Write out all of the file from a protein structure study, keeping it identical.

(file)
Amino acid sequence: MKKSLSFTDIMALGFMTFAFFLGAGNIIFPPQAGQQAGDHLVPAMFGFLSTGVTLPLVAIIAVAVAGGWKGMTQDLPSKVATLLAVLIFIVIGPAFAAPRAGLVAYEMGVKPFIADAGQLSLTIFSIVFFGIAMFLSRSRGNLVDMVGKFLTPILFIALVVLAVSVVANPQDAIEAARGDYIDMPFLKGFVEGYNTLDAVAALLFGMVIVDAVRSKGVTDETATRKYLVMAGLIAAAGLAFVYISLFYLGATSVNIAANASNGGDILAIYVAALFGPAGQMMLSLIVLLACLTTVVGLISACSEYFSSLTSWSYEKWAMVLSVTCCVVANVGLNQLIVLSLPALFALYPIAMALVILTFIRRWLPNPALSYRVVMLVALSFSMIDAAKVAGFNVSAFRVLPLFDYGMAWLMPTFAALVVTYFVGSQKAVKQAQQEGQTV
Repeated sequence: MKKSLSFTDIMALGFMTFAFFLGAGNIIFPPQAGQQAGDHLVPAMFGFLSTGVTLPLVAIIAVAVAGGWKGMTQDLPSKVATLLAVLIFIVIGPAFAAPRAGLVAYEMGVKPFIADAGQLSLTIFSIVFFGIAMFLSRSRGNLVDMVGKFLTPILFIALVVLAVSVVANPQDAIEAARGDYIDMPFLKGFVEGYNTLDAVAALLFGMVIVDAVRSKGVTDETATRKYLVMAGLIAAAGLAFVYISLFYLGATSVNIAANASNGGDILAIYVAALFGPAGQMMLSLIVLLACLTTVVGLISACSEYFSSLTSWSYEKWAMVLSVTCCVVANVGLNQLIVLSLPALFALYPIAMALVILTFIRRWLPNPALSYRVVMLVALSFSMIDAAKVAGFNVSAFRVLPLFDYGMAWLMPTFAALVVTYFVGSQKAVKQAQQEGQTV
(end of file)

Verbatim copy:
Amino acid sequence: MKKSLSFTDIMALGFMTFAFFLGAGNIIFPPQAGQQAGDHLVPAMFGFLSTGVTLPLVAIIAVAVAGGWKGMTQDLPSKVATLLAVLIFIVIGPAFAAPRAGLVAYEMGVKPFIADAGQLSLTIFSIVFFGIAMFLSRSRGNLVDMVGKFLTPILFIALVVLAVSVVANPQDAIEAARGDYIDMPFLKGFVEGYNTLDAVAALLFGMVIVDAVRSKGVTDETATRKYLVMAGLIAAAGLAFVYISLFYLGATSVNIAANASNGGDILAIYVAALFGPAGQMMLSLIVLLACLTTVVGLISACSEYFSSLTSWSYEKWAMVLSVTCCVVANVGLNQLIVLSLPALFALYPIAMALVILTFIRRWLPNPALSYRVVMLVALSFSMIDAAKVAGFNVSAFRVLPLFDYGMAWLMPTFAALVVTYFVGSQKAVKQAQQEGQTV
Repeated sequence: MKKSLSFTDIMALGFMTFAFFLGAGNIIFPPQAGQQAGDHLVPAMFGFLSTGVTLPLVAIIAVAVAGGWKGMTQDLPSKVATLLAVLIFIVIGPAFAAPRAGLVAYEMGVKPFIADAGQLSLTIFSIVFFGIAMFLSRSRGNLVDMVGKFLTPILFIALVVLAVSVVANPQDAIEAARGDYIDMPFLKGFVEGYNTLDAVAALLFGMVIVDAVRSKGVTDETATRKYLVMAGLIAAAGLAFVYISLFYLGATSVNIAANASNGGDILAIYVAALFGPAGQMMLSLIVLLACLTTVVGLISACSEYFSSLTSWSYEKWAMVLSVTCCVVANVGLNQLIVLSLPALFALYPIAMALVILTFIRRWLPNPALSYRVVMLVALSFSMIDAAKVAGFNVSAFRVLPLFDYGMAWLMPTFAALVVTYFVGSQKAVKQAQQEGQTV